On this day dedicated (on the old calendar) to celebrating Rome’s most important saints, Peter and Paul, the more ecumenically minded often have kind words to say about the papists. Though I am not so ecumenically inclined, I freely admit that Rome’s top dogs are first class, Westminster grade specimens.
The Wall Street Journal has a short article on the Padishah’s visit to the Vatican, “Pope Presses Obama on Contentious Points.” Therein, we read that Benedict evidently gave the president copies of Dignitas Personae and Caritas in Veritate. I wonder if our Marxist in Chief will read them. Who knows? At least, the bishop of Rome understands his role as magister well enough to extend some instruction to his visitor. I suspect that many Orthodox prelates would not be so bold . . . or frank.
I suppose that an Easterner cannot out-frank a Frank!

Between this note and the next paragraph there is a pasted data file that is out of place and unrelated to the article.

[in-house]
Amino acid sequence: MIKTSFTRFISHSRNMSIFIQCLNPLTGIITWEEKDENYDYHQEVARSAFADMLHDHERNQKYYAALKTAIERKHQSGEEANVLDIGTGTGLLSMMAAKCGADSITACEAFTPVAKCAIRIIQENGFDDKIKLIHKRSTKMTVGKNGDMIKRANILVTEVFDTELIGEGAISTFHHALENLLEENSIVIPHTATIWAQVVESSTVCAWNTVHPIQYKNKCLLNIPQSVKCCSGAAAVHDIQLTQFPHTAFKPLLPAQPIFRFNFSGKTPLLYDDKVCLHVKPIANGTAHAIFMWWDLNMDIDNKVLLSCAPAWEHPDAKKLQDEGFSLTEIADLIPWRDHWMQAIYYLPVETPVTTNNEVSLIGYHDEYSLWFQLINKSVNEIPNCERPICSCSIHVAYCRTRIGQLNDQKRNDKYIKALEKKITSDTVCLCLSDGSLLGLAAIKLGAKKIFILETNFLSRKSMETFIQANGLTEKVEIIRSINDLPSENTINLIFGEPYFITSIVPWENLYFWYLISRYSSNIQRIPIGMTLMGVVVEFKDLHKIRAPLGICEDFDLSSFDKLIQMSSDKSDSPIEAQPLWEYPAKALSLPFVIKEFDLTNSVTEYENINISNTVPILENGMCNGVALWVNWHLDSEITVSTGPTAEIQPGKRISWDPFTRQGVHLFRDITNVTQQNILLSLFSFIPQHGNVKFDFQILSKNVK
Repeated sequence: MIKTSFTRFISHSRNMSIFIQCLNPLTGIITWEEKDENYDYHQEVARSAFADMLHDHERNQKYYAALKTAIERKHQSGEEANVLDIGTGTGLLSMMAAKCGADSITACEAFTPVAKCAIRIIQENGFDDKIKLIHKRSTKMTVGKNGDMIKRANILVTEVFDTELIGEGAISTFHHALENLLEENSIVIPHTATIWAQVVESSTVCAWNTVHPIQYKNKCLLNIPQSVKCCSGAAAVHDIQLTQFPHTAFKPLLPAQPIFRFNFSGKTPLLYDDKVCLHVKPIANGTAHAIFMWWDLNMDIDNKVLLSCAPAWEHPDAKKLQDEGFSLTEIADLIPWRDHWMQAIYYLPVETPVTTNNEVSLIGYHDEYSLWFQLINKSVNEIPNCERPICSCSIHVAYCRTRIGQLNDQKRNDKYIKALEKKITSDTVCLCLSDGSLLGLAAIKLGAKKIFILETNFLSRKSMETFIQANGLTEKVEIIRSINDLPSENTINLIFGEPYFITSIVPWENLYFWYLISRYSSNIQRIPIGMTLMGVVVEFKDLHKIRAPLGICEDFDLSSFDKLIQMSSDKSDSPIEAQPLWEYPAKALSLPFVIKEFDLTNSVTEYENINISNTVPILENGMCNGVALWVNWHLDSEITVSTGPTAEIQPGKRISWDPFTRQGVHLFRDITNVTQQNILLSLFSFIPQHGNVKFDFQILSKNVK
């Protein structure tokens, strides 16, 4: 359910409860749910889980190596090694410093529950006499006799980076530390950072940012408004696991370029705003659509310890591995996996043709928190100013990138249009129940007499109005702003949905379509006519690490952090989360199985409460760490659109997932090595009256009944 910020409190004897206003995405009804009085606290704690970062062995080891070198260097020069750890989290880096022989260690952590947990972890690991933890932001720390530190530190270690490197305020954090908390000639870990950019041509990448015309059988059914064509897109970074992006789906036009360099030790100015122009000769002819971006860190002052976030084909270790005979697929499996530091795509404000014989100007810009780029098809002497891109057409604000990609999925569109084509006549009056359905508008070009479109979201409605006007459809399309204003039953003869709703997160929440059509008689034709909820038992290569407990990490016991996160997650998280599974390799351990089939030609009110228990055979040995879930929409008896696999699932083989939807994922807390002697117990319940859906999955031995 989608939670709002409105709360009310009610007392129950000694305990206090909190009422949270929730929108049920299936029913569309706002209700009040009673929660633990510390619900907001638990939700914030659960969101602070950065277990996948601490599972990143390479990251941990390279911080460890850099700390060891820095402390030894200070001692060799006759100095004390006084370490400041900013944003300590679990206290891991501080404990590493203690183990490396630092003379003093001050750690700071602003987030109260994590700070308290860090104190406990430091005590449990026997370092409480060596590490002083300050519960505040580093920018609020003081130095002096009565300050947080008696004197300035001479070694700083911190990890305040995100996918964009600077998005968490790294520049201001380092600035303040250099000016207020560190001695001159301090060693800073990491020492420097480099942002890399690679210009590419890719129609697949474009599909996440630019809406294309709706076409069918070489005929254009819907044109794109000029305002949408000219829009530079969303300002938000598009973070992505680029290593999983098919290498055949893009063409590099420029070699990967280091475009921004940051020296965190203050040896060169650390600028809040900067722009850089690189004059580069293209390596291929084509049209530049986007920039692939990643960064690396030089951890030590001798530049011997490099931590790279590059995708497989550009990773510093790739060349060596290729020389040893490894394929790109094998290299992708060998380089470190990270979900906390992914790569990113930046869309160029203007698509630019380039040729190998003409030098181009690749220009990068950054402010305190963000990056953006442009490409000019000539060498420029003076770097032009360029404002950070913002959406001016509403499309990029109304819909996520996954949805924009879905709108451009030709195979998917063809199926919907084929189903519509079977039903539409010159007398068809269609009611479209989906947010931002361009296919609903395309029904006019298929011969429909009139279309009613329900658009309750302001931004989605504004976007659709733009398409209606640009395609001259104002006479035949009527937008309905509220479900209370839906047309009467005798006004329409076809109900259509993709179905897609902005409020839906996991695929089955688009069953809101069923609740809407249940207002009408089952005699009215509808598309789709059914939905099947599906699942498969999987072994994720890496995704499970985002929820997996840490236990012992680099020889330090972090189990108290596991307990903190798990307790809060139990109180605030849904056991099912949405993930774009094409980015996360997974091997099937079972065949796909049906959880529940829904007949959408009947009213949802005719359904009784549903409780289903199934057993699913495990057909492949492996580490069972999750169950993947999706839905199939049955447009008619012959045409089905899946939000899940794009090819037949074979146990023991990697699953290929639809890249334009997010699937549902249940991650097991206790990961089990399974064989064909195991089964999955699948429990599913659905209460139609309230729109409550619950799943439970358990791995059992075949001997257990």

Bad, bad historical joke . . .
Anyway, the next time that you have to listen to an ultramontane tirade, diplomatically acknowledge that the Roman Church, to its credit, has selected quite impressive leaders throughout its time. Of course, men like Honorius, John XXIII (the second, not the first, who was just a scheming politician like most from his age), and Paul VI will occasionally crop up, but overall, they are impressive folks. Even the wicked ones like Alexander VI were admirable secular rulers, though wretched religious examples.
I think that such worthiness is due to the College of Cardinals. It is an aristocratic regime mixed with gerontocracy—not a bad recipe for choosing wise leadership. I wish that our president and Congressional members were selected by similar means. I am confident that the resulting rulers would be much more fit to legislate and to command.